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if you could do it yourself with used parts id say go, but personally i dont think that bike is even worth the cost of a new chain and its certianly going to need one of those. picture in your mind the ammound of money that you were willing to comfortably drop on fixing this steamer,, and then go to craigslist with that nuimber in mind.
you will probably find something thats better and already working. my opinion.
when searching for bikes, if you can afford it, id stay away from cheap or ancient bikes like this. anything with one piece cranks is a giveaway,, generally going to weigh a thousand pounds and probably feel like garbage.
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Old 05-14-08, 06:15 PM   #16
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the wheels are 26 3/8 not 27 .the wheels can be true. yes new rubber all the way around ,new chain. new cables ,brake shoes . clean up the crank arms with steel wool.
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Old 05-14-08, 06:28 PM   #17
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I would donate to the thrift store of your choice. It is not worth fixing, unless you just want to practice. You are better off investing time in a fixer that has some redeeming value. If this bike was in pristine condition, it would still have very little value. By donating it to the thrift store, you will help them make a little income off of it (assuming someone buys it) and perhaps someone with spare parts would buy it just to play around with it.
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Old 05-14-08, 08:37 PM   #18
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People - there's no way he's going to be able to fix those broken drive-side spokes on the rear wheel. Who knows what freewheel tool fits it? Can it even be unscrewed, or is it permanently fused to the hub and would have to be destroyed to be removed?
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Old 05-15-08, 02:15 AM   #19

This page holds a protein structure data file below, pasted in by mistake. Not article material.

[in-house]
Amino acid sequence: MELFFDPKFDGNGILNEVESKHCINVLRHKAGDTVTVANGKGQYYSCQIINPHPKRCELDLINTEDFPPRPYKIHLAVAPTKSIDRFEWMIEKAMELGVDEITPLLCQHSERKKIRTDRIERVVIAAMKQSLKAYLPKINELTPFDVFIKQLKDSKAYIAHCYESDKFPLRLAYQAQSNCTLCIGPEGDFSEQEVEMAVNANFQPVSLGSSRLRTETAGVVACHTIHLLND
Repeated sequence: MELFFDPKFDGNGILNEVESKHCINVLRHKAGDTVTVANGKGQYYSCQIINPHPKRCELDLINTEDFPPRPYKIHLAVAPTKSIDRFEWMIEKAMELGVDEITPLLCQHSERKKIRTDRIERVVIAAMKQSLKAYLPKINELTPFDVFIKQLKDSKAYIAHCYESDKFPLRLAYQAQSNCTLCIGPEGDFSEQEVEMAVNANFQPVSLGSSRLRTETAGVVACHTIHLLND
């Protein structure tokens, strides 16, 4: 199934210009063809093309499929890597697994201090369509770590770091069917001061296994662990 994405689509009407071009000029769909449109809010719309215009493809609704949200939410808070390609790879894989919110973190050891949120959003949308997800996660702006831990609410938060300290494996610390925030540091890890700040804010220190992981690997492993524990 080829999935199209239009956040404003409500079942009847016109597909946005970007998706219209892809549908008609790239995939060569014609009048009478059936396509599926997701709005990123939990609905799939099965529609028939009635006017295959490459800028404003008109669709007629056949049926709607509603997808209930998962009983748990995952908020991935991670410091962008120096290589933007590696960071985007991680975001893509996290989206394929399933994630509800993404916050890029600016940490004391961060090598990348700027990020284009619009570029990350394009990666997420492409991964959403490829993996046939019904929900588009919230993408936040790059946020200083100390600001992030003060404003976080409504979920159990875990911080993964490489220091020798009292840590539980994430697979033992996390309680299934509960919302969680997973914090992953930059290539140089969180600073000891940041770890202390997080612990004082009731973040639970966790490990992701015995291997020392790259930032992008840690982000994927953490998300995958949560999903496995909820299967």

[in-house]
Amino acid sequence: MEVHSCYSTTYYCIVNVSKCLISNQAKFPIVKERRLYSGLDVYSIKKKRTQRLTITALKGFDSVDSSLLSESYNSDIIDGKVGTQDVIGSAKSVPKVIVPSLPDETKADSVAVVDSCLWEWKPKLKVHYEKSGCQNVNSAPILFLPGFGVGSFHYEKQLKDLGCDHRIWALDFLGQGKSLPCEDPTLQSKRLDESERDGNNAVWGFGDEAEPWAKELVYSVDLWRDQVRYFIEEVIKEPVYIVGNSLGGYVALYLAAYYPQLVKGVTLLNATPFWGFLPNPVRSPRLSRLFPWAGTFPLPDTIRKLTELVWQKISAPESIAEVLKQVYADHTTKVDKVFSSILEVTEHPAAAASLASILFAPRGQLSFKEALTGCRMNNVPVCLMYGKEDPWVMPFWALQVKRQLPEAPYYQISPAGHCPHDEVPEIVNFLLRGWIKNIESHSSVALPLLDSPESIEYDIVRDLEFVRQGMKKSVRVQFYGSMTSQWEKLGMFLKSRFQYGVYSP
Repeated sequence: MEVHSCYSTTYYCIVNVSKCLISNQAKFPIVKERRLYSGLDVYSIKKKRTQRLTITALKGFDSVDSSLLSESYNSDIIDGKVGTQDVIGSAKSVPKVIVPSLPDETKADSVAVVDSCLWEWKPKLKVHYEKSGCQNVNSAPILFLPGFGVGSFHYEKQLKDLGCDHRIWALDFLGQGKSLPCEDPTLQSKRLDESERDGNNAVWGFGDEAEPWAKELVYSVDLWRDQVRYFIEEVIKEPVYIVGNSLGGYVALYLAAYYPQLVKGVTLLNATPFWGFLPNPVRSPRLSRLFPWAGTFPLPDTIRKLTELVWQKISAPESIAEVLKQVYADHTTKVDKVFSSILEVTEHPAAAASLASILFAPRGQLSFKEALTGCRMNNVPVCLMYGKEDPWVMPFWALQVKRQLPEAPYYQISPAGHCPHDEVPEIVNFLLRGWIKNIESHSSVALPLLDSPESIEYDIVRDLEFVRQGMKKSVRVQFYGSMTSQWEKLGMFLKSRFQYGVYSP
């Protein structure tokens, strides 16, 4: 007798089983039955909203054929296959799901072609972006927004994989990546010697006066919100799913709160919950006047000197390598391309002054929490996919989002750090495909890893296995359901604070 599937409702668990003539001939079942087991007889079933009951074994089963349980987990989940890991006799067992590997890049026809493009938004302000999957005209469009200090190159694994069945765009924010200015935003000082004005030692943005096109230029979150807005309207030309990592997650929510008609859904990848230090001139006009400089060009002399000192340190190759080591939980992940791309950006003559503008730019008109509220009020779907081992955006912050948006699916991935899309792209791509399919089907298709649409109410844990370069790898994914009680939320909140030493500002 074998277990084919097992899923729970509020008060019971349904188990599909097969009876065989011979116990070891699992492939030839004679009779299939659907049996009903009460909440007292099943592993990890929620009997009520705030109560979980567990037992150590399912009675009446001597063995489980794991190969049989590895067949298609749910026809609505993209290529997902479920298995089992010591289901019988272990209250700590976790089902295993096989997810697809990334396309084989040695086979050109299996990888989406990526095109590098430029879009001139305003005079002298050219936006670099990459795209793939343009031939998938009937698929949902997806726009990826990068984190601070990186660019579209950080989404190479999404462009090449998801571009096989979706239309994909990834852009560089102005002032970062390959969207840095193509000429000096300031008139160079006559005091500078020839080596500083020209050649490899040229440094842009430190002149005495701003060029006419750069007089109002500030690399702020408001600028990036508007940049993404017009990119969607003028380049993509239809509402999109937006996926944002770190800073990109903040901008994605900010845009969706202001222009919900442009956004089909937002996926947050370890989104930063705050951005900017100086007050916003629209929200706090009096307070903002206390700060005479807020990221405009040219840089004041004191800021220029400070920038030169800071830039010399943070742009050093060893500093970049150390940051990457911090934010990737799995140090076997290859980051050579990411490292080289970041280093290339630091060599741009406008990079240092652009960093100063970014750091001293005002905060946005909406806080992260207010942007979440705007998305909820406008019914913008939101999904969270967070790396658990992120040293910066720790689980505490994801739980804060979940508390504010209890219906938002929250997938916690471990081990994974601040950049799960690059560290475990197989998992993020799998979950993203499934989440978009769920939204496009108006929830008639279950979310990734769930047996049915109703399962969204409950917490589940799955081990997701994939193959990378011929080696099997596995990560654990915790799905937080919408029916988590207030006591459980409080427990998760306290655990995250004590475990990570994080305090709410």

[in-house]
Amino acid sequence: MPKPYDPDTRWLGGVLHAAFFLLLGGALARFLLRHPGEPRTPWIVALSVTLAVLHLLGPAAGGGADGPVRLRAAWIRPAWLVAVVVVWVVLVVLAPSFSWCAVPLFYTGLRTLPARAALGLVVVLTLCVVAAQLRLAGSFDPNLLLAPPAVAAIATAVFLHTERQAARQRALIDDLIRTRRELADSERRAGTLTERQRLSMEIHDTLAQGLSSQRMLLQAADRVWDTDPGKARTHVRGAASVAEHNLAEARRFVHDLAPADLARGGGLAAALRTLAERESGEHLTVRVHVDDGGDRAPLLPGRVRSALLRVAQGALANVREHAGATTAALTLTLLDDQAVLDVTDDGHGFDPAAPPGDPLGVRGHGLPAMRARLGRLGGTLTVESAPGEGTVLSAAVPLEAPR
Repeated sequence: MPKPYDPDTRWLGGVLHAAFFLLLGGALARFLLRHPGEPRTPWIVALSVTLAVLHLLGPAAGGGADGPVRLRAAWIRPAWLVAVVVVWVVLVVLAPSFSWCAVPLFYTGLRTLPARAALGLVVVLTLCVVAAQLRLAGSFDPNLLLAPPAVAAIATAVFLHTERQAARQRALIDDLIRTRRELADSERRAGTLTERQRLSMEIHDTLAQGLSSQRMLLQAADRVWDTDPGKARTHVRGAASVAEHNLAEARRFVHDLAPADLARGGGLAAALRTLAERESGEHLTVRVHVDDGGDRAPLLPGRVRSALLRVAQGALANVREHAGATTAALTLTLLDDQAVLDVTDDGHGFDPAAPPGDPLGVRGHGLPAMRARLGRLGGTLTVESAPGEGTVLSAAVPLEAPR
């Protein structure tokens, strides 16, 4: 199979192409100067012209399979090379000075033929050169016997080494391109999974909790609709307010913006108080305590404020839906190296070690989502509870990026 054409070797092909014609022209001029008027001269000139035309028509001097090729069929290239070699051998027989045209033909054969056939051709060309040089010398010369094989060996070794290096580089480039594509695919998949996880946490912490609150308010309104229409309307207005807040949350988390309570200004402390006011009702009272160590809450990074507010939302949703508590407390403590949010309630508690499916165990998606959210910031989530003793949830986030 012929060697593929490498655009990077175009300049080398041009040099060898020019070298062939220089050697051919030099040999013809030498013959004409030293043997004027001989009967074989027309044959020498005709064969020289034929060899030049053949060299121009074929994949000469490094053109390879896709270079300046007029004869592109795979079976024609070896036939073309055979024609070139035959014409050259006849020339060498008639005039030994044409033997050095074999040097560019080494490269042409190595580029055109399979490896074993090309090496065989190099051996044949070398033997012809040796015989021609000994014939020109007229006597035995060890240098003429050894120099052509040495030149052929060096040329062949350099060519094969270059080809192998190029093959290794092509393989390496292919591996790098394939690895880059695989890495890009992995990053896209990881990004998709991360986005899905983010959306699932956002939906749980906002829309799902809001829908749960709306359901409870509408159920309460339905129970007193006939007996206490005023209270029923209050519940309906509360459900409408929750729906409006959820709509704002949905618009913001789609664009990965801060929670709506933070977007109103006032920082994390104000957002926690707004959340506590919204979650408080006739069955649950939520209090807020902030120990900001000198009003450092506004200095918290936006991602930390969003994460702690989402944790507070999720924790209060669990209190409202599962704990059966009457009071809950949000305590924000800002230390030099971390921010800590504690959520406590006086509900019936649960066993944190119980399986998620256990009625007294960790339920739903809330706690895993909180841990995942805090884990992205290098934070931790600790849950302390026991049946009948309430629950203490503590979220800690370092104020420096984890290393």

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Looks like the rims are alloy.. would say there 700c. But cant see numbers on them.

The bike has centrepulls. So would say its late 70s to early 80s.

With so many broken spokes on an old wheel I think the freewheel will be very difficult to remove. Plus the wheel may flex out of shape while doing so.
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Old 05-15-08, 06:54 AM   #20
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Originally Posted by Retro Grouch View Post
I wouldn't put any money into that bike. I'm thinking that the previous owner knew what it was worth.
That is cruel Retro. It would make a nice budget single speed. The Ashtabula crank is heavy as heck but indestructable. Give it a shot.

Tim
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Old 05-15-08, 10:20 AM   #21
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If you have plenty of garage space hang that bike on the wall and get a better one to ride. At some point, if you need to do major repair work on the newer bike and you want to attempt it yourself, practise on the red one first!
It's cheaper than a college course on bike repair! And just as helpful!
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Old 05-15-08, 09:30 PM   #22
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if you can do the work yourself, then it might be worth it. If you have to pay someone to do it, give it away or throw it back into the trash.
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Old 05-15-08, 09:52 PM   #23
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That is cruel Retro. It would make a nice budget single speed. The Ashtabula crank is heavy as heck but indestructable. Give it a shot.

Tim
I agree. I've saved bikes that were in far worse shape. And single speeds are all the rage now. The local college kids snap 'em up.
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Old 05-16-08, 11:53 AM   #24
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I'd never say it belongs in a landfill if it's rideable or can be made so with minimal expense. That's what places like Working Bikes in Chicago do, then put them in the hands of people whose lives are greatly improved by having transportation. But fixing it up for your own purposes is another matter. You have choices, and I think you could make a better one. Look for a bargain on a mid-range vintage bike and fix that up. It's much more satisfying to work on one that has even slightly better quality components.
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Old 05-19-08, 08:01 AM   #25
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Sell on craigslist for $5.